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Summary for 1561 ALASKAN WAY / Parcel ID 7666207695 / Inv # 0

Historic Name: U. S. Army Terminal Warehouse Common Name: U. S. Coast Guard Headquarters (part of)/Pier 36
Style: Modern - Brutalism Neighborhood: Duwamish
Built By: Year Built: 1941

This Modernist building is now part of Pier 36.  It was built as the U. S. Army Terminal Warehouse between 1940 and 1941 and now is part of the U. S. Coast Guard headquarters. By the late 1970s, the building functioned as a laboratory and ground floor openings had already been altered.  Since that time, openings at other levels have been filled in and/or altered. The building is mainly interesting as a significant vestige of the U. S. Army’s presence at Pier 36, beginning in 1940 to the 1960s. Among other functions, the building now serves as a repository for surplus government equipment and seized property. From 1975 to 1995, it housed of the U. S. Customs Patrol and Marine Unit. Also, during the 1980s, the southeast corner of the warehouse began to serve as the St Martin de Porres shelter, run by Catholic Community Services.

The entire area of Pier 36, the former Seattle Port of Embarkation, was originally created on tideflats, slightly more than one hundred years ago, from dirt obtained from a variety of regrade projects, administered by City Engineer Reginald H. Thomson. The Centennial Flour Mill and the Moran Brothers shipyard, followed by the Skinner & Eddy Shipyard, and then the Pacific Coast Steamship Company (1924 to 1940), as well as Hooverville shacks during the Great Depression, occupied what became Pier 36, before the tenure of the U. S. Army. The Port of Seattle acquired Pier 36 during the 1960s and in 1973, leased it to the United States Coast Guard. It is now officially known as the “U. S. Coast Guard Integrated Support Command Seattle.”

Additional Sources

Paul Dorpat, “Pier 36 ---Seattle Waterfront,” Essay 4149,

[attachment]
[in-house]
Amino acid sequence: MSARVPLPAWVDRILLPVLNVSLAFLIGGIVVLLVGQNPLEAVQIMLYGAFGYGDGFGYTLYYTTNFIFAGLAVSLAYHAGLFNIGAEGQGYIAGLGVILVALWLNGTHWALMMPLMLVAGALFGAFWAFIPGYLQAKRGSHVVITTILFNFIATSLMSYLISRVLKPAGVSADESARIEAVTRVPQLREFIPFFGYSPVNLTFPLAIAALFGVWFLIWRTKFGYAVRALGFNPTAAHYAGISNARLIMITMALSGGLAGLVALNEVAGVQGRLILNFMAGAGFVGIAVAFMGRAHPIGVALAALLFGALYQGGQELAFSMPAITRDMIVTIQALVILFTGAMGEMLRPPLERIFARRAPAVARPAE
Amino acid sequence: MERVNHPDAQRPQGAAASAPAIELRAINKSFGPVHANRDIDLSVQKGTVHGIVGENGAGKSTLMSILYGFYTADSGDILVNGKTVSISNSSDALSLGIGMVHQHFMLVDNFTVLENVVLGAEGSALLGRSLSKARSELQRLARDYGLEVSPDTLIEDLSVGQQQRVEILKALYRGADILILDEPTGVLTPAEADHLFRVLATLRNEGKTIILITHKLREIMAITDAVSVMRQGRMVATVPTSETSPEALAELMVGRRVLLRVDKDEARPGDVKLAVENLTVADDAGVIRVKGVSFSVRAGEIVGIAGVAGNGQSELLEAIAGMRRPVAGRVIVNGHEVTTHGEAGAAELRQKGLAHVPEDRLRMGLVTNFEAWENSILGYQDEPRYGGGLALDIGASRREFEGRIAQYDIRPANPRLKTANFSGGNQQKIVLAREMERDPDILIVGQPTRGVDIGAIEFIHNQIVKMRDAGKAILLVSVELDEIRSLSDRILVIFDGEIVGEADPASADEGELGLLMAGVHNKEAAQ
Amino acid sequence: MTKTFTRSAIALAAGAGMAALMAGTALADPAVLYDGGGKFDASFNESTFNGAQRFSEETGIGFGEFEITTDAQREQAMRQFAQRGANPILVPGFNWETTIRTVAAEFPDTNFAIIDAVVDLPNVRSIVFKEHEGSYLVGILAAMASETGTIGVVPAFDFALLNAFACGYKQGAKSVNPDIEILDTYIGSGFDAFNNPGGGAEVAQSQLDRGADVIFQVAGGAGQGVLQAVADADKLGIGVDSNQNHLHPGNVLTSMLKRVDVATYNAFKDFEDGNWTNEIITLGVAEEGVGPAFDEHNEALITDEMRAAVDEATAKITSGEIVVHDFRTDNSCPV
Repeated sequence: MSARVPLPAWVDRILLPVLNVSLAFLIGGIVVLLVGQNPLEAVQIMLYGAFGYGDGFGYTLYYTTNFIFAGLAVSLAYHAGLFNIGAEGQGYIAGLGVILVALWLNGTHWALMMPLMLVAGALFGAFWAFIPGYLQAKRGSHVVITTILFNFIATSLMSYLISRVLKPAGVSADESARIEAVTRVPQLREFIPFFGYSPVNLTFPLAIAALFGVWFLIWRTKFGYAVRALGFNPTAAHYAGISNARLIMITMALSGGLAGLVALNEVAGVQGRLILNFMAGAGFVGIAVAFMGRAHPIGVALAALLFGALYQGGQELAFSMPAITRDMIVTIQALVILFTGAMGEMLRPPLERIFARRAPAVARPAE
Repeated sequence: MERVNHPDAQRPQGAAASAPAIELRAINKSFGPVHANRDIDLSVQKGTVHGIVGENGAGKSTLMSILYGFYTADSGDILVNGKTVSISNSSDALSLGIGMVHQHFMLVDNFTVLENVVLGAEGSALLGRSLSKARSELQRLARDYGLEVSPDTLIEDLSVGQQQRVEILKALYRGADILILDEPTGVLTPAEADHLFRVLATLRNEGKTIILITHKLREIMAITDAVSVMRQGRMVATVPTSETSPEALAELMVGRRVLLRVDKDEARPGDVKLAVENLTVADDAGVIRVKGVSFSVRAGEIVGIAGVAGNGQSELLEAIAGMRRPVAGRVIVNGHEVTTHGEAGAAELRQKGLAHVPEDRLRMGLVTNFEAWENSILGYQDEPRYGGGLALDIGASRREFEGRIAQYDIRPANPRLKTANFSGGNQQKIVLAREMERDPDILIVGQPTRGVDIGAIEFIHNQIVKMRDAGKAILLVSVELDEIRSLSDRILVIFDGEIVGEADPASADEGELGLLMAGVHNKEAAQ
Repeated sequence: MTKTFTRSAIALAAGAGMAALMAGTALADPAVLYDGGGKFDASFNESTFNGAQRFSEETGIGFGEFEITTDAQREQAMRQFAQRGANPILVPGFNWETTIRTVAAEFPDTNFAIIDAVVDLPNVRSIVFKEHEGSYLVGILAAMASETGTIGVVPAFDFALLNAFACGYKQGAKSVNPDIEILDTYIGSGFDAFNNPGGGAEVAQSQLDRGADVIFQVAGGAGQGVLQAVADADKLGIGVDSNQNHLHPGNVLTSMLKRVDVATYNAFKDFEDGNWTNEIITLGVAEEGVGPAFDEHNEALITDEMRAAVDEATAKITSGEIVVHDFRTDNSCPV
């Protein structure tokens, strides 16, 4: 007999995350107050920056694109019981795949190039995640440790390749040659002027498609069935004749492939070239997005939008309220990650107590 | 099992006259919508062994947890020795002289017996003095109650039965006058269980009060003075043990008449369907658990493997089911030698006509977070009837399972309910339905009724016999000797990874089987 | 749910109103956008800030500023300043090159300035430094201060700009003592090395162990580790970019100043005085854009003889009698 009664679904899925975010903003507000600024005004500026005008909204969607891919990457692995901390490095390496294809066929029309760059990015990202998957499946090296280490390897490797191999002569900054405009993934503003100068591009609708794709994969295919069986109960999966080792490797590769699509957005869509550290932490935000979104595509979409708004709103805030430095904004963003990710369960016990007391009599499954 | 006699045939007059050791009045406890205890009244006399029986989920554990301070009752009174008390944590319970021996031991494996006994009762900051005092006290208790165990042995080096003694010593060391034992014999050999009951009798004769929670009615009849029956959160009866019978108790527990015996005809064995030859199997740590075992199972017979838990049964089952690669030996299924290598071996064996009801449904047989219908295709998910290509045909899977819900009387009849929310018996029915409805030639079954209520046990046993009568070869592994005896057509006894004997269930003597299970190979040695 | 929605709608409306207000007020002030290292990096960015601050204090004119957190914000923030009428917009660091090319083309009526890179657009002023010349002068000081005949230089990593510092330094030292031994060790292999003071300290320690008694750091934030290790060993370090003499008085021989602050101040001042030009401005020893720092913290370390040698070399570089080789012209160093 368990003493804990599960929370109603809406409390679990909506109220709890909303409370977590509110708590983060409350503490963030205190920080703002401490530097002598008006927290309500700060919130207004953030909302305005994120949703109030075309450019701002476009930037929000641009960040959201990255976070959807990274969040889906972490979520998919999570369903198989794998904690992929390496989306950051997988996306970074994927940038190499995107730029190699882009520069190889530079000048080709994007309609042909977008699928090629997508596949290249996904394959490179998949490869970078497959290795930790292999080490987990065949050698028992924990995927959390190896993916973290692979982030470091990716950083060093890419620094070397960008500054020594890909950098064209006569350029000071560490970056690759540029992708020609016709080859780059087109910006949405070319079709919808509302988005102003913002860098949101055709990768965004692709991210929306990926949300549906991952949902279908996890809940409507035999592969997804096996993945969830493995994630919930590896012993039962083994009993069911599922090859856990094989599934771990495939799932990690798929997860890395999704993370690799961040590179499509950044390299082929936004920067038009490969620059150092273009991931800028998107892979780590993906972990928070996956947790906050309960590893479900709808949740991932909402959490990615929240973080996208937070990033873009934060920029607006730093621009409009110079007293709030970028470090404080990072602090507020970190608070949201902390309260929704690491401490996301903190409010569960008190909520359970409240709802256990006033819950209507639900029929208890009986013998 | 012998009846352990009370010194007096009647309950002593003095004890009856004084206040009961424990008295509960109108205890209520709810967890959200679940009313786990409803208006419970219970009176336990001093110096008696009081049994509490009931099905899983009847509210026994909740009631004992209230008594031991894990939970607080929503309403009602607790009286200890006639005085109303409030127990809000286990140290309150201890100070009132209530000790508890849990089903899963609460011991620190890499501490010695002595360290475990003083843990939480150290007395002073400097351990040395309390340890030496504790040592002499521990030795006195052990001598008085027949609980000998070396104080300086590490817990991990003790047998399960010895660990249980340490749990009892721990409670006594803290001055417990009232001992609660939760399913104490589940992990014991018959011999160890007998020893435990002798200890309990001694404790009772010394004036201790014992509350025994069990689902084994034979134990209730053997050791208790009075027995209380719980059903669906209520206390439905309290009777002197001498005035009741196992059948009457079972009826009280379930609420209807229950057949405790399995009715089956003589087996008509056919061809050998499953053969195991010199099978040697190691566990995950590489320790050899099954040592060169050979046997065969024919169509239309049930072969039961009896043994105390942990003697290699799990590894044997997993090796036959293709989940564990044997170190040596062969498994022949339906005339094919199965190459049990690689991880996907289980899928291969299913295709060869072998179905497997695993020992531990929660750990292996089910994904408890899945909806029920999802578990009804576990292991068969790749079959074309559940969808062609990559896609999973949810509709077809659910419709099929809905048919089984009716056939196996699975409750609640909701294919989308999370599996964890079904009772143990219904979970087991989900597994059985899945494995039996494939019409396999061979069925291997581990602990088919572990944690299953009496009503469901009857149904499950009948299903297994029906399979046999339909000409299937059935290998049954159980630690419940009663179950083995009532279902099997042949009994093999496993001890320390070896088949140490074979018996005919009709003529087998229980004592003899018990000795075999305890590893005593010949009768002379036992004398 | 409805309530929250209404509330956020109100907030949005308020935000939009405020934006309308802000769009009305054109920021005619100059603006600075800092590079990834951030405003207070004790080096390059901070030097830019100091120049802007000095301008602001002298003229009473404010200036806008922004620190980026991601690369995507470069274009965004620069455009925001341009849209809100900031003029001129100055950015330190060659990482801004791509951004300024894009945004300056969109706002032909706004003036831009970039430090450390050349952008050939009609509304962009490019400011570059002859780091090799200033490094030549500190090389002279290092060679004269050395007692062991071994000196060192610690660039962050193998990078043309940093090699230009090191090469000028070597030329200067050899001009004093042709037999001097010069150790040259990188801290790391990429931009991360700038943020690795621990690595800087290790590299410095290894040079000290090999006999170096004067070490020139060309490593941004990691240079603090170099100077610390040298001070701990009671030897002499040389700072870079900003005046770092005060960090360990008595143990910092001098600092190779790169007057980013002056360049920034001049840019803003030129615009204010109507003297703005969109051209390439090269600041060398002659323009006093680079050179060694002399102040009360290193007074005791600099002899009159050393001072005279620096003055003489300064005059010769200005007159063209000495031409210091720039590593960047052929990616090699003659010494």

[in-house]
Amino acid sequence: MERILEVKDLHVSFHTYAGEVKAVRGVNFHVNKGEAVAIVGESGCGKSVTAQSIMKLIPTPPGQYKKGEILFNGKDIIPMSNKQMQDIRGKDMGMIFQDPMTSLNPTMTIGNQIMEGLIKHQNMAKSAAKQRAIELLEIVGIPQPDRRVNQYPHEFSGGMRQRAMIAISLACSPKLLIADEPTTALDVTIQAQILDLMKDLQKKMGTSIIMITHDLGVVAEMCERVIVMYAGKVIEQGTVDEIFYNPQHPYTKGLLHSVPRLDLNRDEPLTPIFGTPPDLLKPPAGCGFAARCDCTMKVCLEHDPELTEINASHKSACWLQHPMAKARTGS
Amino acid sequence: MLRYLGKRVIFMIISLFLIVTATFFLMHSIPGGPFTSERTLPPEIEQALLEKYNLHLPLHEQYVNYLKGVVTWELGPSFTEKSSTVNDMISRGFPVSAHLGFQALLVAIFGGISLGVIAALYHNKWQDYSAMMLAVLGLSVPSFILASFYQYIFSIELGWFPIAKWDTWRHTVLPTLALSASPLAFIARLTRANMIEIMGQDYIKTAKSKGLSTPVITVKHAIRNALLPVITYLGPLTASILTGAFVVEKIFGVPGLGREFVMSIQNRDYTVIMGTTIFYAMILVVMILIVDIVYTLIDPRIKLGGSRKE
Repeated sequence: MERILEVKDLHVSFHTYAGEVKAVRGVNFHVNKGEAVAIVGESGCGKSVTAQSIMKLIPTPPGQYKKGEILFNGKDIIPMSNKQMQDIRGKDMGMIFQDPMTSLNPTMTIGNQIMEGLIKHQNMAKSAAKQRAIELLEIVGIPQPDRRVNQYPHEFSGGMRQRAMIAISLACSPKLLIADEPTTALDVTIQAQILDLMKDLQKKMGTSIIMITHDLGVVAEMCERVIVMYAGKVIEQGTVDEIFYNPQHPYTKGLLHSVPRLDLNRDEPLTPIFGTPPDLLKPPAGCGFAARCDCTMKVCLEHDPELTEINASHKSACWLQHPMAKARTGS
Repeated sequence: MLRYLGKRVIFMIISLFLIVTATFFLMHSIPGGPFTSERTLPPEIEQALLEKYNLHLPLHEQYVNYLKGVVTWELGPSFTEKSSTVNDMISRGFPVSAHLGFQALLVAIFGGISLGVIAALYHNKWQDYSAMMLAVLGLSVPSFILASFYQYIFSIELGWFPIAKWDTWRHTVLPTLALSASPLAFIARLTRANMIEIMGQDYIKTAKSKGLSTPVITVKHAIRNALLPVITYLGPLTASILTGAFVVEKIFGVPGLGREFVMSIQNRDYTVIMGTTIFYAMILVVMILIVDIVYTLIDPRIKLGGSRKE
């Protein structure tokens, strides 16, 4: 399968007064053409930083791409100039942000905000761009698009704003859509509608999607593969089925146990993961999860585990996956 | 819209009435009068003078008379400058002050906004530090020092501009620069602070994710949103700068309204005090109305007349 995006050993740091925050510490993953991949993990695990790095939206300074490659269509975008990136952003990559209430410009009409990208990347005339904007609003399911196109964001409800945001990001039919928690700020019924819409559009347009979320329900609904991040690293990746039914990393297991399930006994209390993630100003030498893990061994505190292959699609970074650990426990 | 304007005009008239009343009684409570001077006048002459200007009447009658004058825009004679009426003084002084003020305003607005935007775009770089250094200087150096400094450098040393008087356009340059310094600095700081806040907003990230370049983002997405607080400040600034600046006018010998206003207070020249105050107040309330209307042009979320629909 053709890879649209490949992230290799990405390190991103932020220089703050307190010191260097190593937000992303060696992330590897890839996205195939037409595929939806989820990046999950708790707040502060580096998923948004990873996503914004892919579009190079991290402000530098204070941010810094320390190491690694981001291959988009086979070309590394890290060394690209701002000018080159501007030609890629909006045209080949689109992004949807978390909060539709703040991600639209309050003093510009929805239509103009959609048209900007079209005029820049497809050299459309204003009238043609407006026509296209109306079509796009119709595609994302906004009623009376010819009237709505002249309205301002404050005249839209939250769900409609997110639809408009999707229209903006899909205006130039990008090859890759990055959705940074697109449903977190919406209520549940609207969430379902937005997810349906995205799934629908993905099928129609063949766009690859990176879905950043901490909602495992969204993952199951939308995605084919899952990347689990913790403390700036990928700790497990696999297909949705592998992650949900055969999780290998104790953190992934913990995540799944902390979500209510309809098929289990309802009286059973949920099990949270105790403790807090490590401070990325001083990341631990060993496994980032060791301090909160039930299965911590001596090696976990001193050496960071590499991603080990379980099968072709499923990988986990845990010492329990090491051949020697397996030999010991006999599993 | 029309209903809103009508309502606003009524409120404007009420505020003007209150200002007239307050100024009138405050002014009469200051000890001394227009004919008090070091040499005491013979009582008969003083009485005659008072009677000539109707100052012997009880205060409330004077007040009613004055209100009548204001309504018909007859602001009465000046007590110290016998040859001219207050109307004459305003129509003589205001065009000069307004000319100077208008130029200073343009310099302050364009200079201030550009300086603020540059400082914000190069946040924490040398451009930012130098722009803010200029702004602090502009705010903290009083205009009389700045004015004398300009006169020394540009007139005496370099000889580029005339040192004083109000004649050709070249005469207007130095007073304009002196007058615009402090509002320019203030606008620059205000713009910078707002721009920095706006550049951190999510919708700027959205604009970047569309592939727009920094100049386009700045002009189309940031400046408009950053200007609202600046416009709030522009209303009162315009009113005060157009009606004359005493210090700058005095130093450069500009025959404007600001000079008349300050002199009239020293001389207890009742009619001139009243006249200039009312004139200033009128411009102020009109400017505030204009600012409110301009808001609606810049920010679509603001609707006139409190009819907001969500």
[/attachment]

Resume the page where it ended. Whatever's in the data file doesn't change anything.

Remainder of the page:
www.HistoryLink.Org, accessed July 2010.

F. K. Lentz, “Pier 36, Alaskan Way South,” Seattle Inventory Field Form, 1979, Washington State Deparment of Archeology and Historic Preservation Website, <>

, accessed July 2010.

Mimi Sheridan,  “1519 Alaskan Way South,” Survey Form, (mainly photos), 2003, Washington State Deparment of Archeology and Historic Preservation Website, <>, accessed July 2010


This building is now part of Pier 36. Irregular in plan, it is a massive, concrete structure, with many banks of windows, not a few of which have been altered or filled in. It is visually prominent. There is a barbed wire fence on its south side.

Detail for 1561 ALASKAN WAY / Parcel ID 7666207695 / Inv # 0

Status: Yes - Inventory
Classication: Building District Status: INV
Cladding(s): Concrete Foundation(s): Concrete - Poured
Roof Type(s): Flat with Parapet Roof Material(s): Asphalt/Composition
Building Type: Defense - Military facility Plan: Irregular
Structural System: Concrete - Poured No. of Stories: four
Unit Theme(s): Military, Politics/Government/Law, Social Movements & Organizations, Transportation
Changes to Plan: Slight
Changes to Original Cladding: Moderate
Changes to Windows: Extensive
Major Bibliographic References
King County Property Record Card (c. 1938-1972), Washington State Archives.
Paul Dorpat, Seattle Waterfront: An Illustrated History, Seattle, June 2005.

Photo collection for 1561 ALASKAN WAY / Parcel ID 7666207695 / Inv # 0

Photo taken Apr 11, 2010
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